Transforming Lives

Every day, all over the world, USAID brings peace to those who endure violence, health to those who struggle with sickness, and prosperity to those who live in poverty. It is these individuals — these uncounted thousands of lives — that are the true measure of USAID’s successes and the true face of USAID's programs.

Thirty years ago, families in Mozambique’s village of Nhantumbi could rely on regular rainfall to cultivate their crops and feed their families. Since then, unpredictable rains, deforestation and unsustainable agricultural practices have caused a steep decline in productivity in Nhantumbi and neighboring villages.

In Mali’s rural community of Tienfala, the emergency evacuation and referral system was not functioning, due in part to poor financial management. In most cases, no funding was available for emergency transport to health facilities for women developing problems during pregnancy or childbirth.

Tucked away at the back of the Caribbean Christian Center for the Deaf in Kingston, Jamaica, sits the quaint E3 Café, home of Deaf Can! Coffee. With a megawatt smile and warm welcome, 21-year-old Fabian Jackson eagerly greets his customers and directs them to a board with instructions on how to order coffee.

This year the Kankor Examination, Afghanistan’s high-stakes university entry exam, had an unprecedented 169,529 students complete the test. Reza Rafat, a participant in USAID’s Kankor preparation program, had the highest score in the country.

Every year, dozens of mothers and children die from preventable illnesses and health conditions in Afghanistan, a land-locked country with among the highest maternal and child mortality rates globally. Most of these deaths occur because of lack of access to health services and low levels of awareness to key health and hygiene practices in rural communities. Complications and potential deaths may be averted through maternal and child health awareness campaigns.

After founding the Sahib Zaman Carpet Manufacturer Co. in Kabul in 2008, they found their success hampered by the poor availability of wool yarn. Unable to invest in more spinning machines to employ more spinners, the company had no choice but to rely on costly, low-quality wool yarn imported from Pakistan.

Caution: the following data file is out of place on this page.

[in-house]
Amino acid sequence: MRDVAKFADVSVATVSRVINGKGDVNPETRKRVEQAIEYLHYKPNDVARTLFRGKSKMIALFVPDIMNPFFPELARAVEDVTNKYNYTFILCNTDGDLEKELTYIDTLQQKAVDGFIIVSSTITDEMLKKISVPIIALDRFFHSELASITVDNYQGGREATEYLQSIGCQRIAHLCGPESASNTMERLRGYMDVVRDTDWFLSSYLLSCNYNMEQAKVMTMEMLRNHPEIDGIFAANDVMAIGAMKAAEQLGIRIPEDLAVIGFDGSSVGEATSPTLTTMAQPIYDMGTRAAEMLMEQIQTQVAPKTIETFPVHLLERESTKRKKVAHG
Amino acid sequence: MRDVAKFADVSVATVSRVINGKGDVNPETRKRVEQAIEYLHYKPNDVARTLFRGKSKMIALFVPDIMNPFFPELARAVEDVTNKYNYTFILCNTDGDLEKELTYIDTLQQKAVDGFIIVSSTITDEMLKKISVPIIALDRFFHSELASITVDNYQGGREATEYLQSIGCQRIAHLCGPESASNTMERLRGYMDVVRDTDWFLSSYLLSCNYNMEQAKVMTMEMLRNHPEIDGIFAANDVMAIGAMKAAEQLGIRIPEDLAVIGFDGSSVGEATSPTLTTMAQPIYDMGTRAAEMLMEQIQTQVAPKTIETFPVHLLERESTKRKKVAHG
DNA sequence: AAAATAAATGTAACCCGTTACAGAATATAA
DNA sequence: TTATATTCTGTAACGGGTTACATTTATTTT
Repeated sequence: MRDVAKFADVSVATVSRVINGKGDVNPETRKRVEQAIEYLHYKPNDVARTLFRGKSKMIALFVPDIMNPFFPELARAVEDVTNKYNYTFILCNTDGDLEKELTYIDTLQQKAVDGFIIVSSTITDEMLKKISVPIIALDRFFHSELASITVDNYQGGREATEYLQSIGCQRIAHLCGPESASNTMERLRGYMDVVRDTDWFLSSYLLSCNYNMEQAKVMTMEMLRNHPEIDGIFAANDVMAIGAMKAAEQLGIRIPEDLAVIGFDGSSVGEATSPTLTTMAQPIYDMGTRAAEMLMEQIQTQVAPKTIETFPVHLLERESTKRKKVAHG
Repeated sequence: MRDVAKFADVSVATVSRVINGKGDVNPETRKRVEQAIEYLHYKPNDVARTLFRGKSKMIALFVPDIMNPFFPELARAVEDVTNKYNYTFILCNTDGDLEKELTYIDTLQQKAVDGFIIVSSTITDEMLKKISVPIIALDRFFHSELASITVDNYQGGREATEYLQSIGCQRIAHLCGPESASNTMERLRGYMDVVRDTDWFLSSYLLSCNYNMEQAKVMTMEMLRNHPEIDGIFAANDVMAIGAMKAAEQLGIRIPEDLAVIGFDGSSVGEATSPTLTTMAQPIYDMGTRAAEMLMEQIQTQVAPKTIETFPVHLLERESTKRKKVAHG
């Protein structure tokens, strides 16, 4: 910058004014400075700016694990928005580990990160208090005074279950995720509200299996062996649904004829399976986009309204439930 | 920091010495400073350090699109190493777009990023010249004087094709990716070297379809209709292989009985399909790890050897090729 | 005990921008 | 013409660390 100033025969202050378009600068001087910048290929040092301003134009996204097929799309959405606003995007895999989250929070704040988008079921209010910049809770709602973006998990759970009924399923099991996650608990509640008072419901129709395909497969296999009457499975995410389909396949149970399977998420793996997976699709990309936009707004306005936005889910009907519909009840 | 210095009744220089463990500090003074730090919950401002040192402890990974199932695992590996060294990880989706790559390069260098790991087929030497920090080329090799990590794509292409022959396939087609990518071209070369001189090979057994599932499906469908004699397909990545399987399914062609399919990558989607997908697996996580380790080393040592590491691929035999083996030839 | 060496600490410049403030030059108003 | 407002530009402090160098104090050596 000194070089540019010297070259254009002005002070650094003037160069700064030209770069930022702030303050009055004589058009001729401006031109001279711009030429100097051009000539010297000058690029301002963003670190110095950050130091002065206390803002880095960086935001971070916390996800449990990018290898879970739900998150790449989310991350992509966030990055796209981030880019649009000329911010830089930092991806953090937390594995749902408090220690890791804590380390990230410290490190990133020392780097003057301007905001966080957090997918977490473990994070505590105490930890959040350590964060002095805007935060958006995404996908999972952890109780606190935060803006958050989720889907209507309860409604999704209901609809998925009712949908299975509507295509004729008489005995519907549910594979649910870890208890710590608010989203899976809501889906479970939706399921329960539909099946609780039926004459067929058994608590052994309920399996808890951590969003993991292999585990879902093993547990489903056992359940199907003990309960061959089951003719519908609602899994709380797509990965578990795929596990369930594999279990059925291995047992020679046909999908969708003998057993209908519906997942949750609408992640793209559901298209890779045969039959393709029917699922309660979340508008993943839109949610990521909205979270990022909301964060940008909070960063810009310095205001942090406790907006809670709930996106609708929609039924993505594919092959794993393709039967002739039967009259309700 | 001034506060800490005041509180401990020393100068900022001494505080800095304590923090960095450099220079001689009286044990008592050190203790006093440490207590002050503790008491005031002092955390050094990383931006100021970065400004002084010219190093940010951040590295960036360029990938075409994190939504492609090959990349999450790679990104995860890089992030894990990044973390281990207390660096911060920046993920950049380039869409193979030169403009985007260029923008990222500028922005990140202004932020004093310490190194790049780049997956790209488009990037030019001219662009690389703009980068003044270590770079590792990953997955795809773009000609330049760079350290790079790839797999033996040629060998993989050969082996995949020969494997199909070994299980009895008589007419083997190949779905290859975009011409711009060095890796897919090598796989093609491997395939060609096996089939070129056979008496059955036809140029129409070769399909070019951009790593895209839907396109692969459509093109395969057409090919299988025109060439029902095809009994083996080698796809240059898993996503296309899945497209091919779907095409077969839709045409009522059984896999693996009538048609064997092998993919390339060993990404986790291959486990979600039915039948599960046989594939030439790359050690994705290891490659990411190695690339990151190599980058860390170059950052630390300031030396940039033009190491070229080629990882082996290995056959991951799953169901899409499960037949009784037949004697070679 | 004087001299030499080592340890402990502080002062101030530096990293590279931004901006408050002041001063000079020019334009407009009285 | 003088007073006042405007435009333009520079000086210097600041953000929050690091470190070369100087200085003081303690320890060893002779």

Each week in southern Haiti, Lucamène Chéry puts on her uniform and stocks her market stall with local vegetables. Shoppers filter past, selecting products for their families. In exchange for the produce, Chéry accepts a unique form of payment—food vouchers—which allows the most vulnerable members of the community to access nutritious foods that they would otherwise be unable to afford.

Wildlife crime is on the rise throughout sub-Saharan Africa and, with over 20 national parks and 34 game management areas, Zambia is not immune. Accounting for over 7 percent of the country’s gross domestic product, Zambia’s tourism industry is under threat from poaching and illegal wildlife trafficking.

Avgust 2017 – Trimor Hiseni, 27-godišnjak koji je inače gradsko dete, nikada nije ni sanjao da će jednog dana postati uspešni poljoprivrednik uzgajivač malina i inspiracija mladim ljudima na Kosovu.

U proleće 2016. godine, koristeći sopstvena sredstva, kupio je 24.000 sadnica maline vrhunskog kvaliteta i zasadio ih na 3 hektara zemlje, koje je iznajmio. Njegova ideja da započne biznis u poljoprivredi i investira u uzgoju malina došla je kao rezultat ispitivanja i razgovora sa već postojećim uzgajivačima.

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Last updated: November 01, 2017